The Canada-China committee would be an opportunity for us to look at those myriad issues that affect Canadians with regard to our relationship with China. I have met with many stakeholders and many constituents who are deeply concerned about that relationship. It is a vital relationship. We have an incredibly strong economic relationship with China that should have parliamentary oversight. However, we have serious concerns about what is happening with regard to human rights in China and other areas of the world. As someone who has spoken many times to Hong Kongers who are deeply alarmed and devastated by what has happened in Hong Kong, and as someone who has spoken to people in Taiwan who are quite worried, I know a lot is happening.
Consider the situation with the Uighurs. I was a member of the Subcommittee on International Human Rights that did the initial study on the genocide against the Uighur people. I heard the harrowing testimony from witnesses, experts and legal scholars on the genocide that is happening in China. That is very important as well. We were all seized by the hostage-taking of Michael Spavor and Michael Kovrig, but they were not the only Canadians who have been held in detention. There are still Canadians being held in detention, and we need to find a way to work with China to have that situation resolved.
Even just recently, I was deeply concerned about the news I heard that our previous ambassador, Ambassador Barton, was able to take a very lucrative job with a mining company after meeting with that company as an employee of the Crown. After holding that highest of positions, he was able to translate it into a lucrative opportunity for himself. I know, because I did check with the Ethics Commissioner, that laws were not broken in that situation, but it certainly did not pass the smell test for me and I am sure for many other Canadians around the world.
There is a rationale for this committee. However, I have some serious concerns, and I think I share them with many members of the House. A lot of them stem from this question: Why should we single out China at this time? Knowing the scenario we are in and knowing there is a war after the Russian Federation invaded Ukraine, which is deeply troubling for all parliamentarians, the use of this motion to single out the issues we have with China is problematic for me.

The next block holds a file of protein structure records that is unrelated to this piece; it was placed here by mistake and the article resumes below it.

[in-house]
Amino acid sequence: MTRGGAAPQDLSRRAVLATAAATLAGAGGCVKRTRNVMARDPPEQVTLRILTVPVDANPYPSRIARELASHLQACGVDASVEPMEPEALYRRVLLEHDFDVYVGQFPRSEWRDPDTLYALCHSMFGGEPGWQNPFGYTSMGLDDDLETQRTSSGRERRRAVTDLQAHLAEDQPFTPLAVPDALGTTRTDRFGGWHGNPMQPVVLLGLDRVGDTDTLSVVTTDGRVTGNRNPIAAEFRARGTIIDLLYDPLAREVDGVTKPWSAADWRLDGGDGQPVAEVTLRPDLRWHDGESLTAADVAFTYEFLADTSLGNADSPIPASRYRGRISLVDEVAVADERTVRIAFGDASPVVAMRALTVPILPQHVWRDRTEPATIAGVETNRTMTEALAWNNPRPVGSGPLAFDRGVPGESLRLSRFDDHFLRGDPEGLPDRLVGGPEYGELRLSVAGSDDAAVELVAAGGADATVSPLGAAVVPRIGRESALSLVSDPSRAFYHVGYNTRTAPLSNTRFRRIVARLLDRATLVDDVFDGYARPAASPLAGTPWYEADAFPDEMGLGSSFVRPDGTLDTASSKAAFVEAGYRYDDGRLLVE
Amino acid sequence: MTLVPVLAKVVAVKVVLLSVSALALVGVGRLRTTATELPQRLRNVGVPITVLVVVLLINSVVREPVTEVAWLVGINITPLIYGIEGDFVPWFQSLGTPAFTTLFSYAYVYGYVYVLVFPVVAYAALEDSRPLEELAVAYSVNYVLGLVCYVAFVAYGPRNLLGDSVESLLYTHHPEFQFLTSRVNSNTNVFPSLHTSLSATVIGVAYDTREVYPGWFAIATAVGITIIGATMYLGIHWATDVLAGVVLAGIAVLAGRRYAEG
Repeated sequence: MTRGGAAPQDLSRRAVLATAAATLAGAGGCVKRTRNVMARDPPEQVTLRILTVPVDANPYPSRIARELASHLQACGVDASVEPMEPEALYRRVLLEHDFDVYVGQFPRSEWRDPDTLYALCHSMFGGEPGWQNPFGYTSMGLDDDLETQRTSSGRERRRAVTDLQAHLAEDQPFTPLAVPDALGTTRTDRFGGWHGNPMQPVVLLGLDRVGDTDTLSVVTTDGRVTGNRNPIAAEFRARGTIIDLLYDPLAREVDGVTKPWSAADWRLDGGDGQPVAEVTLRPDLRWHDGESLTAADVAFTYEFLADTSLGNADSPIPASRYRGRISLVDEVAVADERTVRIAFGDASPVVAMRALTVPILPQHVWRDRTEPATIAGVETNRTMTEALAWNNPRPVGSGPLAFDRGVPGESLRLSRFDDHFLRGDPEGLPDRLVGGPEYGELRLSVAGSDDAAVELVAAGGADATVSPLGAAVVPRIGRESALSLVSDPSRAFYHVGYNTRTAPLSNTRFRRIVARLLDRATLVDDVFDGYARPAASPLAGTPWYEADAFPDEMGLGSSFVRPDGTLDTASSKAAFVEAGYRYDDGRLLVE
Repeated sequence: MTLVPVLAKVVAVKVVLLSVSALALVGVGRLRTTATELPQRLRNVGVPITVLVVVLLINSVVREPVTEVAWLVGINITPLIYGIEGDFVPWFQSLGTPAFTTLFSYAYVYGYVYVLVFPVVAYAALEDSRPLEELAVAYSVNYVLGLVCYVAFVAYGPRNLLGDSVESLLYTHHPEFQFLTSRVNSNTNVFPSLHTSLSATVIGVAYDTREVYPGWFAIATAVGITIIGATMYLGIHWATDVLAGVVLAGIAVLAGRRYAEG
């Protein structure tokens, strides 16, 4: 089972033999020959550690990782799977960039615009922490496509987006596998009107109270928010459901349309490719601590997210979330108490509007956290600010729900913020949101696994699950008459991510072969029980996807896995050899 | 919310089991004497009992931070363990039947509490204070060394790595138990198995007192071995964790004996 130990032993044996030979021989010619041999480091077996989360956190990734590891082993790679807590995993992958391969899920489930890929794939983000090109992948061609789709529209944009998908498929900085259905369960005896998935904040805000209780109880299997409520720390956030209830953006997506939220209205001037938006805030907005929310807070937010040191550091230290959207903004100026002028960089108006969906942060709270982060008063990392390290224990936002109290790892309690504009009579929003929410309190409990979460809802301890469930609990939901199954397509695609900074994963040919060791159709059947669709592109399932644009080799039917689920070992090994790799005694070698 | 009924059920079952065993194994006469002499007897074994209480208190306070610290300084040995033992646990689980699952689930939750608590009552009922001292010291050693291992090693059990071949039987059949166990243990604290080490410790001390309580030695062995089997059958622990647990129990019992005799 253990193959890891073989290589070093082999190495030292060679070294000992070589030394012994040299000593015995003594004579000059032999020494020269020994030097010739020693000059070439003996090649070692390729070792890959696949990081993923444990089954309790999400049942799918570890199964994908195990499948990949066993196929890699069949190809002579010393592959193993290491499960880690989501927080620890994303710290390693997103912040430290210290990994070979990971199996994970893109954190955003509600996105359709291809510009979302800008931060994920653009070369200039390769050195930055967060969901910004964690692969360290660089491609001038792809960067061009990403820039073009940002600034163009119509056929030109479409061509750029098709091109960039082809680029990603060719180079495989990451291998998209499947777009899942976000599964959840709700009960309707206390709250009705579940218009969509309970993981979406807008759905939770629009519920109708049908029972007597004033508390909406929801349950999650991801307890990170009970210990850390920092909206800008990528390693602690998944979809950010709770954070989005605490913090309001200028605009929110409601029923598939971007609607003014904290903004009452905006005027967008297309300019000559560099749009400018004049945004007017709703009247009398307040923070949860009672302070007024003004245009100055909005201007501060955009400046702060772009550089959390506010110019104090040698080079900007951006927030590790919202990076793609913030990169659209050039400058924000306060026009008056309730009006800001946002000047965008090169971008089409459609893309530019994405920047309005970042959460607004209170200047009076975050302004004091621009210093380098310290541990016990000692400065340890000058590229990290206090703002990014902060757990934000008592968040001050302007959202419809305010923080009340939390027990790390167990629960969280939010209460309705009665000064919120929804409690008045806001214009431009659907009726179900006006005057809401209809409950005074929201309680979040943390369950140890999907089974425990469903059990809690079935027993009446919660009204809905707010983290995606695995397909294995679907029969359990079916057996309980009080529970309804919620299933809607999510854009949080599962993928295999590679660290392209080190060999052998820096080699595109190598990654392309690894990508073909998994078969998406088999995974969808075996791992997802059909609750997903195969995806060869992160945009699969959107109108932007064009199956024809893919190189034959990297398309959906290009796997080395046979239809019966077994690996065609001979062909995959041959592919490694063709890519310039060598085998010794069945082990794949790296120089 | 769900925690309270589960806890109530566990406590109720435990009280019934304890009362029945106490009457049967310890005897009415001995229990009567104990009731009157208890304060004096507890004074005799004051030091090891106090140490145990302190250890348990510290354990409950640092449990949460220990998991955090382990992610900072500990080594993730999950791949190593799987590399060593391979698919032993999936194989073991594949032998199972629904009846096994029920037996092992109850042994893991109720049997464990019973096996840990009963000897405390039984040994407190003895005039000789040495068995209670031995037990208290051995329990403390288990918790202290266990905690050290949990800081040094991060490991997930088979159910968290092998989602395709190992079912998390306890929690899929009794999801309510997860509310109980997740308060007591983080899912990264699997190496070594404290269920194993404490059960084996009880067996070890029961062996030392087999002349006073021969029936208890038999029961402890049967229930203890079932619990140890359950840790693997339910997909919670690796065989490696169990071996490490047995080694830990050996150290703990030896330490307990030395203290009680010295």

I want to go through a few of the areas where we could also have committees.
I look at what is happening in Ethiopia. I look at what is happening to the Tigrayan people. It is devastating to see what is happening to the Tigrayan people. We have a Tigrayan diaspora, and it has reached out to me so many times to ask for help and ask for us to do more, so work needs to be done there as well.
I look at Yemen. My goodness. The Conservatives and the Liberals have sold arms to Saudi Arabia, which is fuelling the violence in Yemen to the point that Canada has been called out by the United Nations. Canada has been called out and shamed at the United Nations for fuelling a conflict. David Beasley from the World Food Programme has said it is the “worst place on earth”. Maybe we need to have a conversation about that. Maybe we need to have a conversation or committee about arms sales and where we are selling arms in this country.